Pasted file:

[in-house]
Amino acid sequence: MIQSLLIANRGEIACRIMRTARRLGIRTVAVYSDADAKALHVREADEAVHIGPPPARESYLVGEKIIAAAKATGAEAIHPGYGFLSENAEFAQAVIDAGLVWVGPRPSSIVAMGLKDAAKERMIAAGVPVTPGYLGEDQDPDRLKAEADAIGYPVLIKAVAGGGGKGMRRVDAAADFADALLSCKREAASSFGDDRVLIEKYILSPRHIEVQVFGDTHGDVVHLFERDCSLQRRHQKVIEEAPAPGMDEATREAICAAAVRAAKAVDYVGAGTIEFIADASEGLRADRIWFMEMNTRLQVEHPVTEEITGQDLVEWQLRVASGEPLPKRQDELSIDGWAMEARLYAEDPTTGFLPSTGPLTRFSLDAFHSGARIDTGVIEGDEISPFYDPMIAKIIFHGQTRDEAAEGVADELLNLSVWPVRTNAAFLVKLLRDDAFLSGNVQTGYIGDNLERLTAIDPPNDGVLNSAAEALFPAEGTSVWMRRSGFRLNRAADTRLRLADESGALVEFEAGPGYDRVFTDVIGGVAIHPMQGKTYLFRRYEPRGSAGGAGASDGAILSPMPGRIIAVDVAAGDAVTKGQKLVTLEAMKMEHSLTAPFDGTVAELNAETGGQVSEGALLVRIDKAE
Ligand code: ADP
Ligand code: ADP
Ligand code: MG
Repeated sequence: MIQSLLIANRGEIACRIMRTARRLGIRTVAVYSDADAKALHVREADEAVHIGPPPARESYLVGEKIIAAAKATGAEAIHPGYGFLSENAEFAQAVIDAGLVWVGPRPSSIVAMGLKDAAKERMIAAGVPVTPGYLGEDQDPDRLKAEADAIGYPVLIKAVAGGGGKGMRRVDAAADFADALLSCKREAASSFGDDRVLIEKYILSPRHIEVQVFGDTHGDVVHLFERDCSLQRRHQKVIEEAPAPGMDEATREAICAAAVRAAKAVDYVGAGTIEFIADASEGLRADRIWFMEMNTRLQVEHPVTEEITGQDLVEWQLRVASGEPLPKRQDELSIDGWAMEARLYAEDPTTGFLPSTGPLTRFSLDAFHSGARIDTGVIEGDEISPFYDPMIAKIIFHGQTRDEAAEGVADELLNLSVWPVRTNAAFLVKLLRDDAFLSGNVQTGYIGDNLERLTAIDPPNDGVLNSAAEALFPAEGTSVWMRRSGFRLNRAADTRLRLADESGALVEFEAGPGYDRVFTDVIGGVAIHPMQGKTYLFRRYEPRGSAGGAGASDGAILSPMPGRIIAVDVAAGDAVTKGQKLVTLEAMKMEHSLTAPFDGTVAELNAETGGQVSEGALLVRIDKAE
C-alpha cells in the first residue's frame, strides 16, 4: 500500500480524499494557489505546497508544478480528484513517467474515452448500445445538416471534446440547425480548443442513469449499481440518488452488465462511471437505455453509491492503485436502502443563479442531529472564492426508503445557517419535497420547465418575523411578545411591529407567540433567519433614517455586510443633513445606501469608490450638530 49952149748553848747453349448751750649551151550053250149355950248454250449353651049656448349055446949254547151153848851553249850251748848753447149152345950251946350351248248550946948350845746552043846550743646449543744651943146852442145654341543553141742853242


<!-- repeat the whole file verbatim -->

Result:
[in-house]
Amino acid sequence: MIQSLLIANRGEIACRIMRTARRLGIRTVAVYSDADAKALHVREADEAVHIGPPPARESYLVGEKIIAAAKATGAEAIHPGYGFLSENAEFAQAVIDAGLVWVGPRPSSIVAMGLKDAAKERMIAAGVPVTPGYLGEDQDPDRLKAEADAIGYPVLIKAVAGGGGKGMRRVDAAADFADALLSCKREAASSFGDDRVLIEKYILSPRHIEVQVFGDTHGDVVHLFERDCSLQRRHQKVIEEAPAPGMDEATREAICAAAVRAAKAVDYVGAGTIEFIADASEGLRADRIWFMEMNTRLQVEHPVTEEITGQDLVEWQLRVASGEPLPKRQDELSIDGWAMEARLYAEDPTTGFLPSTGPLTRFSLDAFHSGARIDTGVIEGDEISPFYDPMIAKIIFHGQTRDEAAEGVADELLNLSVWPVRTNAAFLVKLLRDDAFLSGNVQTGYIGDNLERLTAIDPPNDGVLNSAAEALFPAEGTSVWMRRSGFRLNRAADTRLRLADESGALVEFEAGPGYDRVFTDVIGGVAIHPMQGKTYLFRRYEPRGSAGGAGASDGAILSPMPGRIIAVDVAAGDAVTKGQKLVTLEAMKMEHSLTAPFDGTVAELNAETGGQVSEGALLVRIDKAE
Ligand code: ADP
Ligand code: ADP
Ligand code: MG
Repeated sequence: MIQSLLIANRGEIACRIMRTARRLGIRTVAVYSDADAKALHVREADEAVHIGPPPARESYLVGEKIIAAAKATGAEAIHPGYGFLSENAEFAQAVIDAGLVWVGPRPSSIVAMGLKDAAKERMIAAGVPVTPGYLGEDQDPDRLKAEADAIGYPVLIKAVAGGGGKGMRRVDAAADFADALLSCKREAASSFGDDRVLIEKYILSPRHIEVQVFGDTHGDVVHLFERDCSLQRRHQKVIEEAPAPGMDEATREAICAAAVRAAKAVDYVGAGTIEFIADASEGLRADRIWFMEMNTRLQVEHPVTEEITGQDLVEWQLRVASGEPLPKRQDELSIDGWAMEARLYAEDPTTGFLPSTGPLTRFSLDAFHSGARIDTGVIEGDEISPFYDPMIAKIIFHGQTRDEAAEGVADELLNLSVWPVRTNAAFLVKLLRDDAFLSGNVQTGYIGDNLERLTAIDPPNDGVLNSAAEALFPAEGTSVWMRRSGFRLNRAADTRLRLADESGALVEFEAGPGYDRVFTDVIGGVAIHPMQGKTYLFRRYEPRGSAGGAGASDGAILSPMPGRIIAVDVAAGDAVTKGQKLVTLEAMKMEHSLTAPFDGTVAELNAETGGQVSEGALLVRIDKAE
C-alpha cells in the first residue's frame, strides 16, 4: 500500500480524499494557489505546497508544478480528484513517467474515452448500445445538416471534446440547425480548443442513469449499481440518488452488465462511471437505455453509491492503485436502502443563479442531529472564492426508503445557517419535497420547465418575523411578545411591529407567540433567519433614517455586510443633513445606501469608490450638530 49952149748553848747453349448751750649551151550053250149355950248454250449353651049656448349055446949254547151153848851553249850251748848753447149152345950251946350351248248550946948350845746552043846550743646449543744651943146852442145654341543553141742853242